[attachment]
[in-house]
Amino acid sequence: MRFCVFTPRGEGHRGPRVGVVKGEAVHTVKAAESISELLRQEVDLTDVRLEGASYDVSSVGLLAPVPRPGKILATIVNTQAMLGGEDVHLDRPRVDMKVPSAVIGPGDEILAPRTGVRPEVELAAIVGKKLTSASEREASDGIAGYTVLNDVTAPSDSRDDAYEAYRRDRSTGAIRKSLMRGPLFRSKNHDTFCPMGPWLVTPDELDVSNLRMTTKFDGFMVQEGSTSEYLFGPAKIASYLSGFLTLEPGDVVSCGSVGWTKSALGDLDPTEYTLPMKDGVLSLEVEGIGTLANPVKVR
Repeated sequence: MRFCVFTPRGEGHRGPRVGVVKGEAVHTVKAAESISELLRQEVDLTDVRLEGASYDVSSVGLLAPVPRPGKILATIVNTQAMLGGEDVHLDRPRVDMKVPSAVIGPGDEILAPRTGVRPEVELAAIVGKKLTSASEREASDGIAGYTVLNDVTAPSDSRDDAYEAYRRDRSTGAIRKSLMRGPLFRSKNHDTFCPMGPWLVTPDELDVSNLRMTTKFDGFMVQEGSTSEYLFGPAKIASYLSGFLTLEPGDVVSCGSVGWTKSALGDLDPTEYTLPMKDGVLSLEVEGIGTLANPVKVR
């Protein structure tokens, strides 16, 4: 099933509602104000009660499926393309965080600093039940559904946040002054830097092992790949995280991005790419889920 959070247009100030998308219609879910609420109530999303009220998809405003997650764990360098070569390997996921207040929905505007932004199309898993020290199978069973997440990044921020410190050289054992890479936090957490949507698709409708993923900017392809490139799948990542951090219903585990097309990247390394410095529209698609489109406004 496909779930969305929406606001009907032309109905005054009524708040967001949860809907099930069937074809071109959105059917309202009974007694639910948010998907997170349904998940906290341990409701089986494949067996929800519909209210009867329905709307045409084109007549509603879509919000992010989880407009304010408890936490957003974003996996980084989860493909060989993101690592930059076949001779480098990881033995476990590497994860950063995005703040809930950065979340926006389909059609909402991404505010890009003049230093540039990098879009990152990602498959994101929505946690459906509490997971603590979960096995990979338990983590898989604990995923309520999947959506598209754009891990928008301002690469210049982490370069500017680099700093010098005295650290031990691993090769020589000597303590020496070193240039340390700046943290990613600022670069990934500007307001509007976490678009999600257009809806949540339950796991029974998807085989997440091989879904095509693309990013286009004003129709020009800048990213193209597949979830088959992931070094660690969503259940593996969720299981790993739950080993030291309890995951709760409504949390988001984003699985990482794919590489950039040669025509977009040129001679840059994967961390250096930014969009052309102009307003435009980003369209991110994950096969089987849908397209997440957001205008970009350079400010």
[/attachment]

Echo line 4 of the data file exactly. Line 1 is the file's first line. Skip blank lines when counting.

């Protein structure tokens, strides 16, 4: 099933509602104000009660499926393309965080600093039940559904946040002054830097092992790949995280991005790419889920 959070247009100030998308219609879910609420109530999303009220998809405003997650764990360098070569390997996921207040929905505007932004199309898993020290199978069973997440990044921020410190050289054992890479936090957490949507698709409708993923900017392809490139799948990542951090219903585990097309990247390394410095529209698609489109406004 496909779930969305929406606001009907032309109905005054009524708040967001949860809907099930069937074809071109959105059917309202009974007694639910948010998907997170349904998940906290341990409701089986494949067996929800519909209210009867329905709307045409084109007549509603879509919000992010989880407009304010408890936490957003974003996996980084989860493909060989993101690592930059076949001779480098990881033995476990590497994860950063995005703040809930950065979340926006389909059609909402991404505010890009003049230093540039990098879009990152990602498959994101929505946690459906509490997971603590979960096995990979338990983590898989604990995923309520999947959506598209754009891990928008301002690469210049982490370069500017680099700093010098005295650290031990691993090769020589000597303590020496070193240039340390700046943290990613600022670069990934500007307001509007976490678009999600257009809806949540339950796991029974998807085989997440091989879904095509693309990013286009004003129709020009800048990213193209597949979830088959992931070094660690969503259940593996969720299981790993739950080993030291309890995951709760409504949390988001984003699985990482794919590489950039040669025509977009040129001679840059994967961390250096930014969009052309102009307003435009980003369209991110994950096969089987849908397209997440957001205008970009350079400010």